Lone remaining Marlins big bat, Bour embracing new role
JUPITER, Fla. (AP) There are few fixed rules regarding the Miami Marlins’ early-morning spring training clubhouse schedule.
Players are free to grab an omelet, maybe take some extra swings in the batting cage and socialize.
But when ”Runaround Sue” blares over the clubhouse sound system, it’s time to get down to business.
”I play a song every day like five minutes before the morning meeting so people can know, if the song is playing, we’ve got five minutes before we have the meeting,” said first baseman Justin Bour, who selected and plays that early `60s Dion classic for no particular reason.
Nationally best known for his doughnut-fueled All-Star Game Home Run Derby battle with eventual winner Aaron Judge and for, from time-to-time, standing on his head during pregame stretch, the 6-foot-3, 265-pound Bour won’t ever be confused, either in stature or demeanor, with Miami CEO Derek Jeter.
But if Jeter is the new face of the Miami franchise, the 29-year-old Bour is probably the most distinguishable figure on the diamond.
”It’s nice to be a recognizable face of the Marlins,” Bour said. ”I hope I do a good job of representing the team, the organization and the city of Miami, to a degree, so it’s good.”
Considering what the Marlins lost from last year – former All-Stars Giancarlo Stanton, Marcell Ozuna, Christian Yelich and Dee Gordon all traded away – Bour suddenly finds himself as the biggest bat, and personality, in the Marlins lineup.
”I think people recognize JB,” Miami manager Don Mattingly said. ”He’s got a little bit of that character in him.”
Marlins fans respond to Bour. At no point was that more evident than last Friday, when Miami invited the baseball and softball teams from Marjory Stoneman Douglas High School, site of the Feb. 14 school shooting in nearby Parkland, to Roger Dean Stadium.
The high school players swarmed Bour, who did his best to accommodate any request.
Bour appeared on live Snapchat posts with the baseball players. He gave away one of his gloves. He hosted an impromptu trivia contest, rewarding high schoolers who answer his questions correctly with bats.
”That’s the family of baseball,” Bour said. ”We’re all here for each other. It doesn’t matter what level, we’re always going to take care of each other.”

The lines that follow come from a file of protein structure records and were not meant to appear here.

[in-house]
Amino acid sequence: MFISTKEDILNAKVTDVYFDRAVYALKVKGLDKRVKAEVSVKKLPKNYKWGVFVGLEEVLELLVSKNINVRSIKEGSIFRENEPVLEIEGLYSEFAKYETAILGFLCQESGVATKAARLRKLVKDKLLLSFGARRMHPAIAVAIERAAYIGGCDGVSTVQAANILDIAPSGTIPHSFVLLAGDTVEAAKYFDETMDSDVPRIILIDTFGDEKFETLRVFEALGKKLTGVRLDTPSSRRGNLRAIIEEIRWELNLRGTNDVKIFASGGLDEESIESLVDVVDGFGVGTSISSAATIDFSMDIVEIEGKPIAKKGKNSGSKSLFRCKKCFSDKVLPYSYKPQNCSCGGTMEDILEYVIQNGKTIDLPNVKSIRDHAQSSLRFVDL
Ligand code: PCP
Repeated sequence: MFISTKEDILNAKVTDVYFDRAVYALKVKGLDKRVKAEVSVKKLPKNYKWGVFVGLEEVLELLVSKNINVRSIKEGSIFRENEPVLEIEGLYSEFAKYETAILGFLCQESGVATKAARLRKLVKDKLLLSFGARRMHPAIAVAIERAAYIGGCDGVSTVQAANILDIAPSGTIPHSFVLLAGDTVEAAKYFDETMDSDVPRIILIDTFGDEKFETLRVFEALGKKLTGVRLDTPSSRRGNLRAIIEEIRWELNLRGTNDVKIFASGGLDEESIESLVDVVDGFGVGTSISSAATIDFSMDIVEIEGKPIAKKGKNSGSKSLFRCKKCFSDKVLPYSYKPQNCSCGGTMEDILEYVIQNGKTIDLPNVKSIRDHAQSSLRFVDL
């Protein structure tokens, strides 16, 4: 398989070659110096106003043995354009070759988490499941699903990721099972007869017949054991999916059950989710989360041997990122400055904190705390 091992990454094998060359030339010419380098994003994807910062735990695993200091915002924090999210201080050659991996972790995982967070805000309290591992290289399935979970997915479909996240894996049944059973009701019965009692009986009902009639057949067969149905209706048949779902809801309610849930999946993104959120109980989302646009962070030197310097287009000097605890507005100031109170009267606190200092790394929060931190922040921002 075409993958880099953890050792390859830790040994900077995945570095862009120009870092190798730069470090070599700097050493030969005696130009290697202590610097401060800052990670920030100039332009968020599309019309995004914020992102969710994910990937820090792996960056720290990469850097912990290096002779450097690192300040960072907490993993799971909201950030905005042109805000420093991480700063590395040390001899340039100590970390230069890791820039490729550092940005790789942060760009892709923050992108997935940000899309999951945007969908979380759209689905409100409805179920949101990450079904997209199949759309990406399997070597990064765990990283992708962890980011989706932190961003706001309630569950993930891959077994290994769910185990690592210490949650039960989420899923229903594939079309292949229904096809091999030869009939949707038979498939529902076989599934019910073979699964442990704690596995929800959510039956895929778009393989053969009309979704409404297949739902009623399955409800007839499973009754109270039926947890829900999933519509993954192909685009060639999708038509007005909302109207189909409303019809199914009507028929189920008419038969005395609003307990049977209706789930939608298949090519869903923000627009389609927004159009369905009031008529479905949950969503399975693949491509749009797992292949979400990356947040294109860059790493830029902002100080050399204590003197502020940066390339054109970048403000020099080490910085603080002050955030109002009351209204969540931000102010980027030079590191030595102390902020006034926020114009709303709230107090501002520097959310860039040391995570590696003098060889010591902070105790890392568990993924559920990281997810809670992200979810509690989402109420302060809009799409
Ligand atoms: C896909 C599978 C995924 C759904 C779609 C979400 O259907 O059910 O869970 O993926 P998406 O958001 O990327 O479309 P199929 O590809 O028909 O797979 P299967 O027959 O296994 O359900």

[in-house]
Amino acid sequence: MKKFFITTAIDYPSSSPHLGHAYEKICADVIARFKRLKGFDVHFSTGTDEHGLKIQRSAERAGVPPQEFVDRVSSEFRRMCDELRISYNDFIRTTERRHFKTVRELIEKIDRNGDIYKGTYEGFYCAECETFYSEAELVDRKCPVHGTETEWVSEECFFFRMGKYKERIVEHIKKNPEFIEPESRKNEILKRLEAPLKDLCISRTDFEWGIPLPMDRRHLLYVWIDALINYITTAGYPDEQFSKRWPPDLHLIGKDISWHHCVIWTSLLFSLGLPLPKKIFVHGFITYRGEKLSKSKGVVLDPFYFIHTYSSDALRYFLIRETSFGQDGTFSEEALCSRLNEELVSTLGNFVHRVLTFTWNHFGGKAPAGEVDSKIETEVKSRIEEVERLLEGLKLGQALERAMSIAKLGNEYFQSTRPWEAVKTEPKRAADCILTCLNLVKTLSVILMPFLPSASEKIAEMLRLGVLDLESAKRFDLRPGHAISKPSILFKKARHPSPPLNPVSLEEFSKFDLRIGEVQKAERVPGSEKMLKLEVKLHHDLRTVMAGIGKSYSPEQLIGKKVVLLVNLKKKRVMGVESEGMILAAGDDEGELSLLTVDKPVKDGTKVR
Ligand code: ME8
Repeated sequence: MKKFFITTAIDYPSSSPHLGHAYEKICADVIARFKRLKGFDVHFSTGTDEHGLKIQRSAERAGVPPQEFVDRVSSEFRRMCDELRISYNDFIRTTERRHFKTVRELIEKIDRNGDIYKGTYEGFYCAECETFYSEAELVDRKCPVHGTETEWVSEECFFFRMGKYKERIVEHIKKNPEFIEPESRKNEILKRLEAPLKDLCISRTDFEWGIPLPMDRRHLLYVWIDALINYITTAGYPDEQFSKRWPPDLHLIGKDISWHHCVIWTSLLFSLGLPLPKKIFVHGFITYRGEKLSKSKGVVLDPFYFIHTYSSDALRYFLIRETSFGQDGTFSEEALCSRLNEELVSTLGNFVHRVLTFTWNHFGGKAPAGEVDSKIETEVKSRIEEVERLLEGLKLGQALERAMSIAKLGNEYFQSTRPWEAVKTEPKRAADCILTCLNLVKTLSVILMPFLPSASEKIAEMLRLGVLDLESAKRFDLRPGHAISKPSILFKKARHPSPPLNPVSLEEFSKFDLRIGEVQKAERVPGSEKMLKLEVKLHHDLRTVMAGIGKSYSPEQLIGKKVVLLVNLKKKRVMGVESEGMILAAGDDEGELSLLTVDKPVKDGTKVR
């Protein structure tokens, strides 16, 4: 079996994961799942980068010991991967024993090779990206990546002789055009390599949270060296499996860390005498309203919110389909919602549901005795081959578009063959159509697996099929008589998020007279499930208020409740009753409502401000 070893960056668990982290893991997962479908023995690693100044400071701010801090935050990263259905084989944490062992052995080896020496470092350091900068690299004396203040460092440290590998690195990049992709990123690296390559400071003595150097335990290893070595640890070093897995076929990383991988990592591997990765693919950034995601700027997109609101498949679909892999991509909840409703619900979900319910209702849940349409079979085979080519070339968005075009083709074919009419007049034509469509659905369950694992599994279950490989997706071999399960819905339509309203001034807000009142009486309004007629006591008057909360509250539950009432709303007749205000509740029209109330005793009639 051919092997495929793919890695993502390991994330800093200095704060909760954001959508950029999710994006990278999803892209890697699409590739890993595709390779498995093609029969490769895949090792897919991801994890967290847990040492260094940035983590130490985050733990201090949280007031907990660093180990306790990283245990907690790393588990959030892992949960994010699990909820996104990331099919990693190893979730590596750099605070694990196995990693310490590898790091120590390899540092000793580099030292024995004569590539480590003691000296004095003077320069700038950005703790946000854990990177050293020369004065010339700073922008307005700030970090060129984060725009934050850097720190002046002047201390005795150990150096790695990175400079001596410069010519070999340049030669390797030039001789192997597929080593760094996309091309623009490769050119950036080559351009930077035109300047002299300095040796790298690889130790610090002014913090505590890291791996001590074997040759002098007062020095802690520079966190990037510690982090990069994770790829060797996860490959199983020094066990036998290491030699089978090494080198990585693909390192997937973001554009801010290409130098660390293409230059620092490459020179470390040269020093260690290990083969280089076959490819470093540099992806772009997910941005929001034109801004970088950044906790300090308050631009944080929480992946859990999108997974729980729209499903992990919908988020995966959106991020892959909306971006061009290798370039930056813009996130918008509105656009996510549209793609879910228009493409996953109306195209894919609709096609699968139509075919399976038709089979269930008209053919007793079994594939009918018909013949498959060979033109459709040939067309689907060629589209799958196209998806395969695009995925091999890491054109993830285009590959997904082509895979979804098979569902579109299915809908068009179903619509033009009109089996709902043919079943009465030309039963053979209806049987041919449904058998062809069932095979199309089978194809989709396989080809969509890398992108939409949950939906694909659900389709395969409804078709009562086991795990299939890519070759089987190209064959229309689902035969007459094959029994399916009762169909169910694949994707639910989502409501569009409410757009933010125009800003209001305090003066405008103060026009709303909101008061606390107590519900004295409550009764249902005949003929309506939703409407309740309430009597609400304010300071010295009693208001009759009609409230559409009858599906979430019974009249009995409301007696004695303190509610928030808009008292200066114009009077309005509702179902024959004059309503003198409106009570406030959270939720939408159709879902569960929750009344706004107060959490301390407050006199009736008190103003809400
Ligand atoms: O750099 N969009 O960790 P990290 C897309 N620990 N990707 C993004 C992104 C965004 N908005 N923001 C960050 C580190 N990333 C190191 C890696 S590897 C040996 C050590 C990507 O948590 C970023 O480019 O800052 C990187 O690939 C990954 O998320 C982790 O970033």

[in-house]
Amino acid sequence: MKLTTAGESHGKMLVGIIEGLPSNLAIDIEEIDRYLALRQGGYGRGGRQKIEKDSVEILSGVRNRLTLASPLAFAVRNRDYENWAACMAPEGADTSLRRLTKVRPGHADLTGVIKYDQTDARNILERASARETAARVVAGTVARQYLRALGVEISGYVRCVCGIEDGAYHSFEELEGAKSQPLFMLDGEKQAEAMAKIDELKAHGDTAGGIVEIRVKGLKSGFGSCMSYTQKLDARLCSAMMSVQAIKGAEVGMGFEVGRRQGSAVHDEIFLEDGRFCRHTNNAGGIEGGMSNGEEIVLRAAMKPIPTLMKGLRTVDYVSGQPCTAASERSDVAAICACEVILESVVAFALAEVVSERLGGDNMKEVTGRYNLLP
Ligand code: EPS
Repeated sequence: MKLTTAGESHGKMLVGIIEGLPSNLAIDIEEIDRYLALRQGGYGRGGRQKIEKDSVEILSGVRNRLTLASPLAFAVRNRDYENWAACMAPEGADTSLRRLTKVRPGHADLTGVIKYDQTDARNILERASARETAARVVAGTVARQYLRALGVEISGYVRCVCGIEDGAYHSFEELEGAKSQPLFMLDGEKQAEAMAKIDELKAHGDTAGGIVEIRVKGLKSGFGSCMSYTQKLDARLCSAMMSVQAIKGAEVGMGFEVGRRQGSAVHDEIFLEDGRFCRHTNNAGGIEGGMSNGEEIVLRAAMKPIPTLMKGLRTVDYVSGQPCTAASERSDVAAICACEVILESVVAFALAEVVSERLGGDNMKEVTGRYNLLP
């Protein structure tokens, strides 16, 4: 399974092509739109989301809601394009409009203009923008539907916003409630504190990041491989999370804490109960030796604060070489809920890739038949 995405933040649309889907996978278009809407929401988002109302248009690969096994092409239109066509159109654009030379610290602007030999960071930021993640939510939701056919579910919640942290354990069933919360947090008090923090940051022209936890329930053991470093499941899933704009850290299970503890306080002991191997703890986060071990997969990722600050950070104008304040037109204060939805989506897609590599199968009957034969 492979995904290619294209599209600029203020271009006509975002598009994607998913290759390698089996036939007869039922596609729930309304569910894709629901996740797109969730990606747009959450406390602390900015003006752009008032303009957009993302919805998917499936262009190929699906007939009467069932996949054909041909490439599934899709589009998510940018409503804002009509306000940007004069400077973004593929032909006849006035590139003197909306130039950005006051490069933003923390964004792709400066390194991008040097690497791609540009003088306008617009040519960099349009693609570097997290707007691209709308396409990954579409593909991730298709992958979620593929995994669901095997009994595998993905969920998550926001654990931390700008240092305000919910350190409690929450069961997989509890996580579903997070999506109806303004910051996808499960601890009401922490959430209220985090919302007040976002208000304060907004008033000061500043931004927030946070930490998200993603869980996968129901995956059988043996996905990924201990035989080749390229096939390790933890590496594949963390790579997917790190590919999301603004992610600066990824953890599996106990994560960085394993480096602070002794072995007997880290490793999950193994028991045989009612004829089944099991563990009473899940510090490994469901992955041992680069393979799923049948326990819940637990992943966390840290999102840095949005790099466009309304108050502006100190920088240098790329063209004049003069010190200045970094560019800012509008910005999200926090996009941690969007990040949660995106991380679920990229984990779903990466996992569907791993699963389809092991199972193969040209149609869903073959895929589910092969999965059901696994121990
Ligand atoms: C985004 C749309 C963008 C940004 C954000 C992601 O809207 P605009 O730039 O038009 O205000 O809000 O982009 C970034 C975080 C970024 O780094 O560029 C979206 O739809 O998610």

Bour plans to visit one Douglas baseball practice later in the year.
”Not so much a media thing, more of a just kind of hanging out with the guys,” Bour said. ”These guys, they’ve had enough media in their face. We’re going to go over, hang out, talk baseball and just enjoy the day. Be there for them.”
A cleanup hitter with power to all fields, the left-handed hitting Bour hit 25 homers and drove in 83 runs last season while hitting .289, all career highs, despite missing more than a month because of an oblique strain. Among returning Marlins, only catcher J.T. Realmuto enjoyed anything close to similar production.
On Monday, a few hours before Bour recorded his first Grapefruit League hit of the year by punching a single though the left side of an infield shifted toward his pull side, Mattingly reasserted his belief that Bour is player capable of hitting 30 homers and driving in 100 runs a season, doing so with a high average and limited number of strikeouts.
Achieving those levels, or even repeating last year’s production, might not come easily without the likes of Stanton, Ozuna and Yelich hitting around him. Pitchers may simply elect to avoid Bour and take their chances with the likes of Martin Prado, Cameron Maybin or Derek Dietrich.
”It’s going to be a different lineup,” Bour said. ”I might see different pitches. It’s a matter of coming in, staying with my approach, understanding what the pitchers are going to do and doing what I can against them.”